Man-made trigger likely for China quake

Researchers investigating the cause of the devastating earthquake that shook China's Sichuan Province last May believe it may have been a man-made disaster.

According to a report in Science magazine, there is evidence that water piled behind the new Zipingpu Dam may have triggered a nearby fault in a 300km rupture that killed some 80,000 people.

The chief engineer of the Sichuan Geology & Mineral Bureau, Fan Xiao, last month issued the conclusion of his investigation into the disaster, which said pressure from the reservoir had probably affected the timing and scale of the earthquake. Xiao opposed construction of the dam in 2003 amid safety concerns.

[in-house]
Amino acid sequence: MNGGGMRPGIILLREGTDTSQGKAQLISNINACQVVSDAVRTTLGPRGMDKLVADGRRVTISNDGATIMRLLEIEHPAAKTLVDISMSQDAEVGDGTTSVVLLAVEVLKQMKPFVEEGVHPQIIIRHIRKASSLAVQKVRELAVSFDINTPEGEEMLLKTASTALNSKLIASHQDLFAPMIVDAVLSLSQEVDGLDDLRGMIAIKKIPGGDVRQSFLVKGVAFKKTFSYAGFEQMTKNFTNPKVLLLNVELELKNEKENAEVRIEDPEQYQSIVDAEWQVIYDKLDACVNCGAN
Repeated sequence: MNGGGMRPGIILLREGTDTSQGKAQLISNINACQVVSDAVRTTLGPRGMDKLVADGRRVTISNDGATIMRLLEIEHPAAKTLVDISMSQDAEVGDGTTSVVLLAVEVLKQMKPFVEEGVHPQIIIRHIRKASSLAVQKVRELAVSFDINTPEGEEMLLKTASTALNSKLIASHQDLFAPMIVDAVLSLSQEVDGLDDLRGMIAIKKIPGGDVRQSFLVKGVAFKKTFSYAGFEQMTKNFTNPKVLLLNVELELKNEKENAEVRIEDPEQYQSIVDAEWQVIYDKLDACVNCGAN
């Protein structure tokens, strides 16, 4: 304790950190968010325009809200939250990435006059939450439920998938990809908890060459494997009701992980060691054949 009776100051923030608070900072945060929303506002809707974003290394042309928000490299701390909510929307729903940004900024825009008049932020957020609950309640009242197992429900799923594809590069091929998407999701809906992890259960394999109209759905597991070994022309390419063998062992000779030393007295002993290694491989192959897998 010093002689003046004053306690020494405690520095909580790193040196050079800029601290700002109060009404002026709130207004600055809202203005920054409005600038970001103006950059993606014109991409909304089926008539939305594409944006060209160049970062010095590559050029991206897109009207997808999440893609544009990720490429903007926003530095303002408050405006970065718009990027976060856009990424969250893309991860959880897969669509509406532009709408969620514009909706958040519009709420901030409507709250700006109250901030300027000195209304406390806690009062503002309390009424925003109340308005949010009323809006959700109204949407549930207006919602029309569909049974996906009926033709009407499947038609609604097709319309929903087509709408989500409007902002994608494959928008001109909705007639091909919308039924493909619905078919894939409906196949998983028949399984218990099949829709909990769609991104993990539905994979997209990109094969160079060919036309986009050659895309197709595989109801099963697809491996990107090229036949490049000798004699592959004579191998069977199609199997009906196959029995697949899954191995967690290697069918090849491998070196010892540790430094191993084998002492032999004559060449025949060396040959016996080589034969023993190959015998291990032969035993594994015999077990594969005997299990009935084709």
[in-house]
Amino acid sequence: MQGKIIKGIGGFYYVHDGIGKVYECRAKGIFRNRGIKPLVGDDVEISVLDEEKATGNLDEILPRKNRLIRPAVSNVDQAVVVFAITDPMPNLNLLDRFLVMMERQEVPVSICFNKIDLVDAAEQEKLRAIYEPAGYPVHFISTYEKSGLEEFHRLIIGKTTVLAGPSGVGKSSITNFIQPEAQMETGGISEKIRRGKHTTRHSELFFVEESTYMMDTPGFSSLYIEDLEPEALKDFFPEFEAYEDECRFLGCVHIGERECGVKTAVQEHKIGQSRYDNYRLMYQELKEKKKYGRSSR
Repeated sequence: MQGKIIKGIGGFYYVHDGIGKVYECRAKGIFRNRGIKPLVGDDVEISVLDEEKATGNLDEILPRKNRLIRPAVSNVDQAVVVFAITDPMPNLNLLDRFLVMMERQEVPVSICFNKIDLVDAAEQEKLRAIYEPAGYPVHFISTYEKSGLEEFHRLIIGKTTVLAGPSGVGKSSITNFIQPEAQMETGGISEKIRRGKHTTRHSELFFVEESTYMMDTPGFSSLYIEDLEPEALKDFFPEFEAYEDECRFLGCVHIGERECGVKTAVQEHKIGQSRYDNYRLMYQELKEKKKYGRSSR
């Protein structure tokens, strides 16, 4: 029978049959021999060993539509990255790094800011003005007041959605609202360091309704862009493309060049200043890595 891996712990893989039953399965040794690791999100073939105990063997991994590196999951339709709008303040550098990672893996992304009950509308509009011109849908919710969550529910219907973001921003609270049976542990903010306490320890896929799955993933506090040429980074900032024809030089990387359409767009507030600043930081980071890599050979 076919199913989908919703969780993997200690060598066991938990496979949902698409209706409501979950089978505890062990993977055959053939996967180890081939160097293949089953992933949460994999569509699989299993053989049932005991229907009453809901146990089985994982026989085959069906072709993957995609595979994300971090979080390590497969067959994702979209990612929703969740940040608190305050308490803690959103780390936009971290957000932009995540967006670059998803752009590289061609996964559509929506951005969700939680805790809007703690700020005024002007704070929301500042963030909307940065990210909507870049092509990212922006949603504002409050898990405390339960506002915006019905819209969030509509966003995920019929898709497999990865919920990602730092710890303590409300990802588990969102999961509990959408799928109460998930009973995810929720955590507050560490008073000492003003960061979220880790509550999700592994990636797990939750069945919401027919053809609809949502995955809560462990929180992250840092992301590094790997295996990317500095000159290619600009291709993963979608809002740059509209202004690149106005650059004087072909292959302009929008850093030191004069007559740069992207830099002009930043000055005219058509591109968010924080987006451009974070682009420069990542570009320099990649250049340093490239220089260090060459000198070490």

Other scientists have reached similar conclusions,. but the news is politically and economically sensitive for China. A report delivered by Christian Klose of Colombia University's School of Engineering to an American Geophysial Union meeting last year stated: "Several geophysical observations suggest that this 7.9 earthquake was triggered by local and abnormal mass imbalances on the surface of the Earth's crust."

He said that the fault had not been activated for thousands of years previously.
Fan has detailed how changing water levels just prior to the quake could have been the trigger: "As we now know, a week before the May 12 earthquake, the water level fell more rapidly than ever before," he said.

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